Friday, May 18, 2012

Maintaining a Good Relationship With Your Editor

    
By Lourdes Venard

In two previous blog posts, I wrote about the differences between editors, and how to find a good editor.
The next step, after determining what type of editor you want and hiring someone, is to maintain that relationship–and make the most of it. If the two of you are a good fit, this is a relationship that may potentially continue for many years–throughout more books, short stories, magazine articles, websites or blog posts.

The secret of maintaining a long-lasting relationship is like many other working relationships. Communicating clearly and with respect goes a long way. Here are some other tips:

·         Be honest and upfront. Before you hand over the manuscript, make sure the editor knows what you want her to do. Do you want in-depth, substantive editing or just light copy-editing? Will you need her to fact-check information?

·         Get your manuscript in on time. The editor probably has other work, and has scheduled her time accordingly. If you tell her you’ll have your manuscript (or a number of chapters) to her on a set date, try to meet your deadline.

·         Pay on time. For many editors, this is their full-time job and timely payment is critical.

·         Don’t argue over an edit–or, at least, do it politely. If you don’t understand why an editor changed something, ask her. If she misunderstood something in the text, it’s likely that readers also will misunderstand. There may be other reasons for the change. And if you still disagree, well, you have the last word anyway.

·         Don’t expect more beyond the editing services. An editor cannot guarantee you publication, and don’t expect her to have an “in” with agents or publishers, although she may point you to websites and professional directories that are helpful. If you have a good working relationship, though, you may find editors who will go beyond what’s required and send you updates about writing contests, conferences in your area, or other useful advice they come across.

·         Finally, say thank-you. A simple, but often overlooked, step. Editors, working behind the scenes, will always appreciate this. If you’ve really enjoyed the process, you can even volunteer a testimonial or offer to be a reference for the next client.


Lourdes Venard, a Long Island, N.Y., newspaper editor, also freelances and teaches an online copyediting course. She’s edited mystery, science fiction, memoirs and nonfiction. You can find more information on editing and self-publishing at her website at www.commasense.net.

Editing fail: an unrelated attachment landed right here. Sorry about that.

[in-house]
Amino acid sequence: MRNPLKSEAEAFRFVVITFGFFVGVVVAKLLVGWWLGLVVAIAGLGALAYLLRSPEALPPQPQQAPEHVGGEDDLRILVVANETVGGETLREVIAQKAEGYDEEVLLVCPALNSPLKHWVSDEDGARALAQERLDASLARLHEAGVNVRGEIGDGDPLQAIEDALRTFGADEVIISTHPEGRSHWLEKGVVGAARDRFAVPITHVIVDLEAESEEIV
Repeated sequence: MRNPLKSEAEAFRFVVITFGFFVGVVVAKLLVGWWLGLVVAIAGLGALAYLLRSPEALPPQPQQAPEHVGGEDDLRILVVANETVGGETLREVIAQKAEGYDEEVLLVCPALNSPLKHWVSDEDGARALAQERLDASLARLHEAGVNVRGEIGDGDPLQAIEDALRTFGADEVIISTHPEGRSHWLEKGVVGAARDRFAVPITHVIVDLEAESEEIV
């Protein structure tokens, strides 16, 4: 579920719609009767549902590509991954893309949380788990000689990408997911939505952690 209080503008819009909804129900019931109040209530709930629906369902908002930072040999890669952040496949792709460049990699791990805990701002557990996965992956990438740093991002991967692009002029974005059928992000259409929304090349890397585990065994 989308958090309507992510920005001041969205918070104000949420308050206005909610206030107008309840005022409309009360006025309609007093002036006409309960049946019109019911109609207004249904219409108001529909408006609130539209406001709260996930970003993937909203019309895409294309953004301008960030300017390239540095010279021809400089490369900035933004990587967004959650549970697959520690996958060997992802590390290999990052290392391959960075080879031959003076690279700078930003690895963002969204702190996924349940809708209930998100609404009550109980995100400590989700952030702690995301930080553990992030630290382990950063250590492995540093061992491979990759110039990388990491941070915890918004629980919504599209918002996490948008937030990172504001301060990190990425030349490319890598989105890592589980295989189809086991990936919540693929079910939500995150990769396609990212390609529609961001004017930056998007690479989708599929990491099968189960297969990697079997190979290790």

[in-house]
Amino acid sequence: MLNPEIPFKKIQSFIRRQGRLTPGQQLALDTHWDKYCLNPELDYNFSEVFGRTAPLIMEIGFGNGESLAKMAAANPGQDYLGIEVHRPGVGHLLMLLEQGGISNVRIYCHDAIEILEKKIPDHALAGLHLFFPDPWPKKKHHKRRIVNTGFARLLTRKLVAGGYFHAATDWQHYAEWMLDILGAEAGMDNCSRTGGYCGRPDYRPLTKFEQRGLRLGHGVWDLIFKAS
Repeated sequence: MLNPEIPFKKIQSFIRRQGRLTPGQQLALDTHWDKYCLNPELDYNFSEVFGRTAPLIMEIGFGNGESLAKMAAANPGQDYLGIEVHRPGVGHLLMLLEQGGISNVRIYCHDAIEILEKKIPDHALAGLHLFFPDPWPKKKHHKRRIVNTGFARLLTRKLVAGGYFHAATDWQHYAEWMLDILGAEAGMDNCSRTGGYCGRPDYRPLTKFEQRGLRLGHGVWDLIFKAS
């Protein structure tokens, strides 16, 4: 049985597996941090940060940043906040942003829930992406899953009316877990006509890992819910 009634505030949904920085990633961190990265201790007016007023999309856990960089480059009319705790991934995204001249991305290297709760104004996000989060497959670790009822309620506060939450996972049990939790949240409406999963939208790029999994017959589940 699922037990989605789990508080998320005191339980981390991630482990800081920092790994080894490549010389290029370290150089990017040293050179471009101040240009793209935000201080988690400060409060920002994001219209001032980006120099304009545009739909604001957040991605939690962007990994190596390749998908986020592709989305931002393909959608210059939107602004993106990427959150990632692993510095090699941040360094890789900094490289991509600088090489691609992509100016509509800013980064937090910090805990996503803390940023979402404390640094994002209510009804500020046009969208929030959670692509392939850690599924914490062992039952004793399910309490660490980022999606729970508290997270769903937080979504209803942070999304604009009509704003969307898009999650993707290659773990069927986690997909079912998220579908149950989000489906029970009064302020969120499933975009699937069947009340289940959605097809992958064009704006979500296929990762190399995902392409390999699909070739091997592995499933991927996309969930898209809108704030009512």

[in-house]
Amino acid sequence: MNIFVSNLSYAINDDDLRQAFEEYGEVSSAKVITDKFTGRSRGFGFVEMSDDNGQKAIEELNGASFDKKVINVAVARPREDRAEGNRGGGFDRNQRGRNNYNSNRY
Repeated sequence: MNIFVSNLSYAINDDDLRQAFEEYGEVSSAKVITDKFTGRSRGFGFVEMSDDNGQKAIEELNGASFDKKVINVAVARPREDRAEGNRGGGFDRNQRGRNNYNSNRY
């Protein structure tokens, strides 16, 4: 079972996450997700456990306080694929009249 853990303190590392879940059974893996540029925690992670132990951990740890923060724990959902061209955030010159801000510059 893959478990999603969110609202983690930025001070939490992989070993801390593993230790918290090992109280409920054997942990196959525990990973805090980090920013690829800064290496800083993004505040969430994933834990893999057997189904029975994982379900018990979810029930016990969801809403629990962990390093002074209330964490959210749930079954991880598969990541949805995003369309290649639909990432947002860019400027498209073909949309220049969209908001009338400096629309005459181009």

Wednesday, May 16, 2012

Finding–and Hiring–a Freelance Editor

By Lourdes Venard

You’ve finished your novel and now you need an editor. Some writers turn to an English teacher they know or a friend who was always good at spotting errors. But these may not always be the best sources. A professional copy editor has training and years of experience behind her, and will give your novel a far more thorough look.

How do you find this editor, and how do you go about hiring her?

One of the best ways of finding a copy editor is to ask for references from other writers. There’s also a very large pool of talent at the Editorial Freelancers Association (www.the-efa.org). A posting there will generate dozens and dozens of applicants. Some regions may have their own groups, such as the Bay Area Editors’ Forum in San Francisco (http://www.editorsforum.org/).

Now that you have a pool of applicants, the best way to winnow them is to ask them to complete a sample edit (anywhere from six to 12 pages). This is probably the most important step you can take. This will give you an idea of their editing strengths and, just as importantly, their bedside manner. Most editing inherently feels like criticism, and you’ll be reading page after page of this, so make sure you understand (and can stand) an editor’s comments.
  
A sample edit of this length is also enough to give the editor an idea of how long it will take her to complete the project, and she can base a price estimate on this. You can find common copy-editing rates at http://www.the-efa.org/res/rates.php, although individual rates vary considerably. Just remember, as in most everything else, you get what you pay for sometimes!

Editors also vary on the way they like to be paid. Some editors ask for a deposit, then a second or even a third payment later on, and a final payment. Other editors will charge you weekly, or as they finish sections of the book. Make sure all this is spelled out in advance in a contract.
 
Here are other important questions for you to ask:
  • When can you start my project, and how soon can you complete it? Editors often juggle several projects at once, so if you need it soon, make sure you spell that out up front. Be careful, though, of an editor who promises to edit your manuscript much more quickly than the other editors you’ve contacted. Editing, by nature, is a slow, methodical process. Editors who rush or do only one pass will miss things.
  • What is your experience editing books, especially mystery novels (or whatever genre you are writing in)?
  • Do you have at least three references I can contact?
  • What is your editing method? Most editors will edit a manuscript in a Word document, using the "Track Changes" feature. However, I had one author who wanted his manuscript edited on paper and mailed back to him; I complied.